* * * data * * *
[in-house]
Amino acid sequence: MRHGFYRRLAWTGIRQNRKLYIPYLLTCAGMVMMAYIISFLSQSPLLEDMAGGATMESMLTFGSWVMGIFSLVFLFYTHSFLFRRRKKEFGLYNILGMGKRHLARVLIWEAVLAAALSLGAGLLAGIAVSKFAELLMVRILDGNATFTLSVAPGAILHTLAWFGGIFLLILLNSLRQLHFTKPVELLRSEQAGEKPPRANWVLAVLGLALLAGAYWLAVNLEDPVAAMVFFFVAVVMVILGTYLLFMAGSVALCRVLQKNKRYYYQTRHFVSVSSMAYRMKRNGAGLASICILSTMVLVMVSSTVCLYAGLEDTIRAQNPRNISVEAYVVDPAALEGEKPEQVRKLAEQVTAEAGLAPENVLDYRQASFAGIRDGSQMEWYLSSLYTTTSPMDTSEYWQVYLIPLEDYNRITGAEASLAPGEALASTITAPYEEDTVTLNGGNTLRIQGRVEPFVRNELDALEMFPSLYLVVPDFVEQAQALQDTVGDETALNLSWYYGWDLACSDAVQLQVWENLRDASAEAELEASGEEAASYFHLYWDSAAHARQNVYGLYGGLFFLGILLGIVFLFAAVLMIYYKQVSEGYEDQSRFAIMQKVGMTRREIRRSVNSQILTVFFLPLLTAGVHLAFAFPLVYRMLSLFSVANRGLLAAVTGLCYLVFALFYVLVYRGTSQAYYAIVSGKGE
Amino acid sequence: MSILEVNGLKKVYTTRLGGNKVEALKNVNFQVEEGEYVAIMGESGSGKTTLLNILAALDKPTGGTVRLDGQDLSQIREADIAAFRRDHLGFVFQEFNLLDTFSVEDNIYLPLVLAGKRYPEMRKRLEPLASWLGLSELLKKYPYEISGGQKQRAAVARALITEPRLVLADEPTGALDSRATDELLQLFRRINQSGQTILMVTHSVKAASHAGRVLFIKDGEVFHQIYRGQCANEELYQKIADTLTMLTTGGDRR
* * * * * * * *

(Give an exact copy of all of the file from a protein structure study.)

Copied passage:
[in-house]
Amino acid sequence: MRHGFYRRLAWTGIRQNRKLYIPYLLTCAGMVMMAYIISFLSQSPLLEDMAGGATMESMLTFGSWVMGIFSLVFLFYTHSFLFRRRKKEFGLYNILGMGKRHLARVLIWEAVLAAALSLGAGLLAGIAVSKFAELLMVRILDGNATFTLSVAPGAILHTLAWFGGIFLLILLNSLRQLHFTKPVELLRSEQAGEKPPRANWVLAVLGLALLAGAYWLAVNLEDPVAAMVFFFVAVVMVILGTYLLFMAGSVALCRVLQKNKRYYYQTRHFVSVSSMAYRMKRNGAGLASICILSTMVLVMVSSTVCLYAGLEDTIRAQNPRNISVEAYVVDPAALEGEKPEQVRKLAEQVTAEAGLAPENVLDYRQASFAGIRDGSQMEWYLSSLYTTTSPMDTSEYWQVYLIPLEDYNRITGAEASLAPGEALASTITAPYEEDTVTLNGGNTLRIQGRVEPFVRNELDALEMFPSLYLVVPDFVEQAQALQDTVGDETALNLSWYYGWDLACSDAVQLQVWENLRDASAEAELEASGEEAASYFHLYWDSAAHARQNVYGLYGGLFFLGILLGIVFLFAAVLMIYYKQVSEGYEDQSRFAIMQKVGMTRREIRRSVNSQILTVFFLPLLTAGVHLAFAFPLVYRMLSLFSVANRGLLAAVTGLCYLVFALFYVLVYRGTSQAYYAIVSGKGE
Amino acid sequence: MSILEVNGLKKVYTTRLGGNKVEALKNVNFQVEEGEYVAIMGESGSGKTTLLNILAALDKPTGGTVRLDGQDLSQIREADIAAFRRDHLGFVFQEFNLLDTFSVEDNIYLPLVLAGKRYPEMRKRLEPLASWLGLSELLKKYPYEISGGQKQRAAVARALITEPRLVLADEPTGALDSRATDELLQLFRRINQSGQTILMVTHSVKAASHAGRVLFIKDGEVFHQIYRGQCANEELYQKIADTLTMLTTGGDRR